In the second iteration, we place a box around the hull (defining new bounds), before minimizing the distance between the flux of each reaction and the centre value, subject to the constraint that the total network flux cannot exceed Z_{1}, as found in the first iteration. In turn, this leads to new bounds and a corresponding centre. Each iteration of the algorithm adds an additional constraint, and the flux is drawn towards the centre of the bounds. After a finite number of iterations, the bounds converge to a single solution, within a specified tolerance.
The algorithm is explained in detail in a previous paper [14], which described a method for finding a unique solution within the space of all possible flux distributions in FBA. In that paper, the algorithm is used on four recent genomescale metabolic reconstructions. Using an iteration of linear programs, unique flux solutions are found in the available flux space for each organism.
Concentrations
Selected intracellular metabolite concentrations used in the model
Metabolite  Concentration (mM) 

3PhosphoDglyceroyl phosphate  2.75 × 10^{4} 
DGlycerate 2phosphate  0.0371 
3PhosphoDglycerate  0.278 
Acetaldehyde  0.17 
ADP  1.63 
AMP  0.796 
ATP  1.13 
CO2  1 
Dihydroxyacetone phosphate  0.59 
Ethanol  50 
DFructose 2,6bisphosphate  0.02 
DFructose 6phosphate  0.112 
DFructose 1,6bisphosphate  2.82 
Glyceraldehyde 3phosphate  0.069 
DGlucose 6phosphate  1.02 
DGlucose  0.0906 
Glycerol  2.27 
Glycerol 3phosphate  0.457 
Nicotinamide adenine dinucleotide  1.5 
Nicotinamide adenine dinucleotide  reduced  0.0861 
Phosphoenolpyruvate  0.0302 
Pyruvate  8.36 
Extracellular metabolite concentrations used in the model
Metabolite  Concentration (mM) 

4Aminobenzoate  0.0015 
LArginine  1 
LAspartate  1 
Biotin  8.2 × 10^{5}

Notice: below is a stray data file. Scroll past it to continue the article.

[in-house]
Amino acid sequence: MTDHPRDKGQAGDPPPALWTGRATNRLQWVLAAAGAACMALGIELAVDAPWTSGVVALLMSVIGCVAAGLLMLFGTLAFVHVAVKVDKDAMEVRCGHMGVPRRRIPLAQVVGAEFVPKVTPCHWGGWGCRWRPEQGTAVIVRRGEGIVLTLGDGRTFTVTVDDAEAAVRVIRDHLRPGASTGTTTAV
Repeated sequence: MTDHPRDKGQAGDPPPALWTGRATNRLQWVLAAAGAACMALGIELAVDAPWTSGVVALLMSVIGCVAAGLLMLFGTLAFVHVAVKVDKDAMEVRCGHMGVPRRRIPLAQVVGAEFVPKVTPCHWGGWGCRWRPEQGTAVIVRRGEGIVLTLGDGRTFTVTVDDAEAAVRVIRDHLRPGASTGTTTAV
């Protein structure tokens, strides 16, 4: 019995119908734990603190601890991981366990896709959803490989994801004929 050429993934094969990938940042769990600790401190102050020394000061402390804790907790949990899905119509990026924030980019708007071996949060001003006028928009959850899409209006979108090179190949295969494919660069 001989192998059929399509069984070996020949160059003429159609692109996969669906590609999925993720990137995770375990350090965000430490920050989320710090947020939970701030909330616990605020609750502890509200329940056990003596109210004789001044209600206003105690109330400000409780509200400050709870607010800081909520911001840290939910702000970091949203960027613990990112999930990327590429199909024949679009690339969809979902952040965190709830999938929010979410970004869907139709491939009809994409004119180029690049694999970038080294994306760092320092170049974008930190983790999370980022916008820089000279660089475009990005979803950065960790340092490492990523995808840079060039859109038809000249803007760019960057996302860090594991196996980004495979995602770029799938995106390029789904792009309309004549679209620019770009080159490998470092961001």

Citrate  1 
Fumarate  1 
DGlucose  11.1 
LGlutamate  1 
LHistidine  1 
myoInositol  0.055 
potassium  7.11 
LLeucine  1 
LLysine  1 
LMalate  1 
LMethionine  1 
Sodium  1.71 
Ammonium  38 
(R)Pantothenate  0.0042 
Pyridoxine  0.0019 
Pyruvate  1 
Riboflavin  5.3 × 10^{4} 
LSerine  1 
Sulfate  42.2 
Succinate  1 
Thiamin  0.0012 
LThreonine  1 
LTryptophan  1 
LValine  1 
Elasticities
An assumption of irreversible massaction kinetics would lead to reaction rate v = k A^{2}B and hence elasticity , the negative of its stoichiometry (2).
Linlog kinetics
where c denotes the compartment volumes. The benefit of this approximation lies in the existence of analytic forms for steady states and their stability matrix [5], thus avoiding computational problems associated with models of this size [18]. In a recent investigation, the linlog approximation was proved better than its alternatives (linear, power laws, generic and convenience) at describing E. coli sugar metabolism [19].
Testing
Control analysis
To test the resultant genomescale model, and to try and indentify key steps in the metabolic network of yeast, we calculate the flux control coefficients for reactions, as defined by metabolic control analysis (MCA). MCA studies how the control of fluxes and intermediate concentrations in a metabolic pathway is distributed among the different enzymes that constitute the pathway. Developed independently by Kacser and Burns [20] and Heinrich and Rapoport [21], the main theorems of MCA were given rigorous theoretical backing by Reder [22]. Of particular interest is the connectivity theorem, highlighting the close relationship between the local properties of individual reactions (elasticities) and global properties of the system (control coefficients). This theorem links the properties of the individual reactions (elasticities) to the properties of the system (control coefficients).
Whilst Reder's formula is often used in computational applications, it assumes that a certain matrix is invertible; this may not be true, especially if some reference reaction rates are zero. For example, the number of independent metabolites is often defined solely in terms of stoichiometry as rank(N) (here = 616). However, once kinetics are taken into account, this number drops drastically to rank(N·diag(v*)·ε) = 205. Reder's method only holds if these two values are identical. Thus, in Methods, we derive again the main results of MCA without relying on such an assumption.
Reactions exerting most control over glucose transport
Reaction  C ^{ J } 

glucose transport (uniport)  1.149 
glucosamine6phosphate deaminase  0.787